"Among newspaper editors in the former Yugoslavia, Kemal Kurspahic showed how to challenge communism, nationalism, and the politics of hate. With Prime Time Crime, he leads the way again, with a penetrating account of how many media outlets in his old homeland worked to turn communities against each other. He writes with a pain and passion informed by his own experience, but with the insight he gained by stepping back for a wider view."

- Tom Gjelten,
NPR correspondent and author of Sarajevo Daily

"Anyone who thinks Slobodan Milosevic left no paper trail is looking in the wrong place. Kemal Kurspahic's fascinating book documents how Milosevic seized control of the media, directed it, and organized the mechanism for propagating the Big Lie-turning truth on its head. As nationalism took over, a lot of journalists sold out their principles. But there are heroes in the story, the courageous few who never yielded to the demagogues. This is a rich, absorbing, and cautionary tale."

- Roy Gutman,
Newsweek correspondent and author of A Witness to Genocide

''No one knows the secrets and nuances of Balkan media politics better than Kemal Kurspahic. A journalist of exemplary courage and integrity, he has told here the incredible inside story of how wicked politicians -- abetted by many intellectuals and a few complicit journalists -- tried to strangle democracy and promote bloody wars in the name of a nationalism some of them didn't even believe in.''

- Keith Spicer,
Director, Institute for Media, Peace and Security, (UN-affiliated) University for Peace.

"Writers who have lived through what Kemal Kurspahic lived through as Editor-in-Chief of Oslobodjenje during the tragic siege of Sarajevo tend to get caught up in their own personal experiences. What is striking about Prime Time Crime, however, is that Kemal has provided a far broader perspective on the role of the media in the former Yugoslavia. It is not unusual to find excellent books on the history of conflict in the Balkans. They address the question of why things went wrong. It is more difficult to find thoughtful analysis of the current situation that analyzes why things are still wrong.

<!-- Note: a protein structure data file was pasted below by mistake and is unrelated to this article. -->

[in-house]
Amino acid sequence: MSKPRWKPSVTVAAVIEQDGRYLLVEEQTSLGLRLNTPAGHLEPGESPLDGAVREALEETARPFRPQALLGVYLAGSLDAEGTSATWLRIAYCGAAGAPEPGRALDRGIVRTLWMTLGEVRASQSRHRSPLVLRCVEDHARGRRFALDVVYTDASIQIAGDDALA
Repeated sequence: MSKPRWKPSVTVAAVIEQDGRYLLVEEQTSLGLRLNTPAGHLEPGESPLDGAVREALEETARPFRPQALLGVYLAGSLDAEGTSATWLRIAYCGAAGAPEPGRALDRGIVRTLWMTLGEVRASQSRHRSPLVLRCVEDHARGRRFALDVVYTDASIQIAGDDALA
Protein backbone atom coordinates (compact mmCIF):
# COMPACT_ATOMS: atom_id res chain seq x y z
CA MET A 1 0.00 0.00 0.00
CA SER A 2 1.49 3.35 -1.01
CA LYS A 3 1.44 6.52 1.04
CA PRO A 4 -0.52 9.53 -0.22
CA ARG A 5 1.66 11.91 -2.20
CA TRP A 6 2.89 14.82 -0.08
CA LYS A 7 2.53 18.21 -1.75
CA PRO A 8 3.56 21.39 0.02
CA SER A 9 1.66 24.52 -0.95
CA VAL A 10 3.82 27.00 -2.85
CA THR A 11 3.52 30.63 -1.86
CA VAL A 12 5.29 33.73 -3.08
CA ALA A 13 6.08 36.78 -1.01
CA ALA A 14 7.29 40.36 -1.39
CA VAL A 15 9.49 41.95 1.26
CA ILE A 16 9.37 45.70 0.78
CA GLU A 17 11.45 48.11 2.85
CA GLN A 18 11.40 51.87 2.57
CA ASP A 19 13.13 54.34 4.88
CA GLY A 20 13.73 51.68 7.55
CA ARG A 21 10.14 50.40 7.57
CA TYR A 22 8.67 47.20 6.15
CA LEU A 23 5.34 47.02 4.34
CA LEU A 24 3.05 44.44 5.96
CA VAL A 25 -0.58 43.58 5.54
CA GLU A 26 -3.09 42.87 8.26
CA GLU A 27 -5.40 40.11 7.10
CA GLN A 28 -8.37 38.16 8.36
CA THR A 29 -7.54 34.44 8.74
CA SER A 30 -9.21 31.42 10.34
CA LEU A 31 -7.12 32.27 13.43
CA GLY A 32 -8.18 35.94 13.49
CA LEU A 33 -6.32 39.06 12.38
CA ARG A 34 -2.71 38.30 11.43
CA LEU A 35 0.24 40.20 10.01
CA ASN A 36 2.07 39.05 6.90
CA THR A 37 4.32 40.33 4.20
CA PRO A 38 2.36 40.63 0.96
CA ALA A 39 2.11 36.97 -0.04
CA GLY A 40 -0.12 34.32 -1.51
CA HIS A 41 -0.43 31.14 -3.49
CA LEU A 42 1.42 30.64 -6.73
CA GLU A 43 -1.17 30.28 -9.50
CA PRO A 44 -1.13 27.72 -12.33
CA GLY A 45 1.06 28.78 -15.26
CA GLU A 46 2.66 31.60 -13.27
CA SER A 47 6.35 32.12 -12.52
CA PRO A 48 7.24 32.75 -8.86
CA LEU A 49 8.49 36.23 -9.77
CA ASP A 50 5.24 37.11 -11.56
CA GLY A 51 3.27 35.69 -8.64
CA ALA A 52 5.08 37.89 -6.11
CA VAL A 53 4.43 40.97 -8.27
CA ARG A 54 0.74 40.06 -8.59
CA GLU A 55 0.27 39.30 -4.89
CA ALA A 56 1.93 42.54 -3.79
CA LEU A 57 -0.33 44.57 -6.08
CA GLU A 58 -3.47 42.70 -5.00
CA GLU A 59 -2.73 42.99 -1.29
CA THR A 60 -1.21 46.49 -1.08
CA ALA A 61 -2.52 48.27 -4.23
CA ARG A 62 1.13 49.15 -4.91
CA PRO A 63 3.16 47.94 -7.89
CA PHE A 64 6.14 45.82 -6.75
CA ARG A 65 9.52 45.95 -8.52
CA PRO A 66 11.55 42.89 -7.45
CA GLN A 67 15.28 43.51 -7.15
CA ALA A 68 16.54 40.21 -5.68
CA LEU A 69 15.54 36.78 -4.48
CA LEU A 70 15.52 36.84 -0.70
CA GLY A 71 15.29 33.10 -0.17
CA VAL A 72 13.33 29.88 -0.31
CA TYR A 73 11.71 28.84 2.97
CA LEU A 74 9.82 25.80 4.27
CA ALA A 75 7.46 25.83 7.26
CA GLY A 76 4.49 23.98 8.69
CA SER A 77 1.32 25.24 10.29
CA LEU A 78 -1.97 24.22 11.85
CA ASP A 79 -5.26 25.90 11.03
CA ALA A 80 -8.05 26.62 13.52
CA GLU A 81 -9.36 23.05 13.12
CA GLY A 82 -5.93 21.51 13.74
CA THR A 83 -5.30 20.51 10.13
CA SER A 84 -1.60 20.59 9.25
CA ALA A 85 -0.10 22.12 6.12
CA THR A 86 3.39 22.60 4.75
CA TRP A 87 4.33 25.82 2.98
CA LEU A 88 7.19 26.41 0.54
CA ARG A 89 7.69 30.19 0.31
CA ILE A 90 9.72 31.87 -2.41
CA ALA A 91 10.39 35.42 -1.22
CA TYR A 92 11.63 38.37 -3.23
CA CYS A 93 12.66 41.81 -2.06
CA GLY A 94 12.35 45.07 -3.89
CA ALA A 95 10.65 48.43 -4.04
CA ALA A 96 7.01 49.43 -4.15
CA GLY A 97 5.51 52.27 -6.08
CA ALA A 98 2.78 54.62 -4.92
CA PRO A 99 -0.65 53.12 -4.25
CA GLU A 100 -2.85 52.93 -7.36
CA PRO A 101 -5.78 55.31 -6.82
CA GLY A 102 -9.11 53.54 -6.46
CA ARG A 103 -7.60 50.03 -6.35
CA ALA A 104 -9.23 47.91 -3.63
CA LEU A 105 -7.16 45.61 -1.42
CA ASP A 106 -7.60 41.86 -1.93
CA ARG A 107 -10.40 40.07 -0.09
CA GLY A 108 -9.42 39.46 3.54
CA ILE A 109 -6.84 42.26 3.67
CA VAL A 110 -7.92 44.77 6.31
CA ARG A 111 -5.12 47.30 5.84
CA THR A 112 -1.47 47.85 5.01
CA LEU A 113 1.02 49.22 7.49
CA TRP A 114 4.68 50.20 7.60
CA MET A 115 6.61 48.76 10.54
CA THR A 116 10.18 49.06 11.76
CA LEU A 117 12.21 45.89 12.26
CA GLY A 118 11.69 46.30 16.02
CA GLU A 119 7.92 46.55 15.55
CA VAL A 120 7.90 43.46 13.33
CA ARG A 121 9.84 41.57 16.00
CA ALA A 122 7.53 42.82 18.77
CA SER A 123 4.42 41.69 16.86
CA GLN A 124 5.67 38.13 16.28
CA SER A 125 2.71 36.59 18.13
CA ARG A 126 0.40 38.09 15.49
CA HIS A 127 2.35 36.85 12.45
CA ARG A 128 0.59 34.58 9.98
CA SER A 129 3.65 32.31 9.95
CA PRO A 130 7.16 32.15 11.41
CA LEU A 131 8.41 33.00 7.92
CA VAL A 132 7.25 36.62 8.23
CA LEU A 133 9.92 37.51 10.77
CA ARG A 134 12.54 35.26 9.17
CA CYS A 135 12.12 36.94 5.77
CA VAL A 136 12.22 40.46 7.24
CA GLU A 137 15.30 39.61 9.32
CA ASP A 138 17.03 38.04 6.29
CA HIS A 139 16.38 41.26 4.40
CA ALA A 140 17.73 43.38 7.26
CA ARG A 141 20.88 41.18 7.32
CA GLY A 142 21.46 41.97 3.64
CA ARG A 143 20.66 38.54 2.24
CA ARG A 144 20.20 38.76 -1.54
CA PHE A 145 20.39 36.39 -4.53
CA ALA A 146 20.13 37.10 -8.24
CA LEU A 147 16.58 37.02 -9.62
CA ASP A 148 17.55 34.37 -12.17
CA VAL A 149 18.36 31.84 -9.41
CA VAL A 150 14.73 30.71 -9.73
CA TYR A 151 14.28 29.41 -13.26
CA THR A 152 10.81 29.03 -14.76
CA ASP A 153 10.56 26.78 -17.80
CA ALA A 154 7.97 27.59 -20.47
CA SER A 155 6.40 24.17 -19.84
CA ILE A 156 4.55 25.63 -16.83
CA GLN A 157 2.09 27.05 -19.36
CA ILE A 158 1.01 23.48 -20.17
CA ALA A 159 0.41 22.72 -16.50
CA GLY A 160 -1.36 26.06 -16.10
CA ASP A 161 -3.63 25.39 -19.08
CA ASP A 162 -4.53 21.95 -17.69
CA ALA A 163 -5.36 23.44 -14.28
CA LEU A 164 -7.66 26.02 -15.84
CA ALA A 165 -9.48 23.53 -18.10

Most difficult of all to find are thoughtful policy prescriptions that deal with what must be done to make things better. Kemal Kurspahic has written an outstanding book that covers the history and current situation and provides such policy prescriptions. This is a must read for anyone seeking to understand the role of the media in regions of conflict.

- Richard D. Kauzlarich,
Former US Ambassador to Bosnia and Herzegovina

"We have finally got a brilliant analyses of media in the last 50 years of once common state (of Yugoslavia) and now of independent states, which - to my great satisfaction - was written by a domestic author. Knowing the whole picture from inside as a long-time reporter, correspondent and editor, Kemal Kurspahic navigates this minefield in a sovereign manner, offering us an exciting story, which you follow with the expectation of each new page even if you basically know the story and its background. The book is at the same time a guide to prospective authors on how to seriously and systematically write publications of this sort, following one of the rules of a high-quality literature, 'Don't write what you think you know, write what you can prove.'"

- Boro Kontic,
Director, Mediacentre - Sarajevo

A reader's review: Modern history and real-life cautionary tale

Prime Time Crime: Balkan Media In War And Peace by Kemal Kurspahic offers a compelling tale of power, control, threat, and the outnumbered few who fought to preserve their journalistic integrity during the bloody Balkan conflicts. Closely examining Slobodan Milosevics stranglehold on the media and his callous use of it to churn out favorable propaganda for his murderous and genocidal expansionism, Prime Time Crime is a combination of modern history and real-life cautionary tale, which is especially recommended reading for students of Journalism, Contemporary European Studies, and Post-Cold War Yugoslavian History.

I rate Prime Time Crime: Balkan Media in War & Peace - 5/5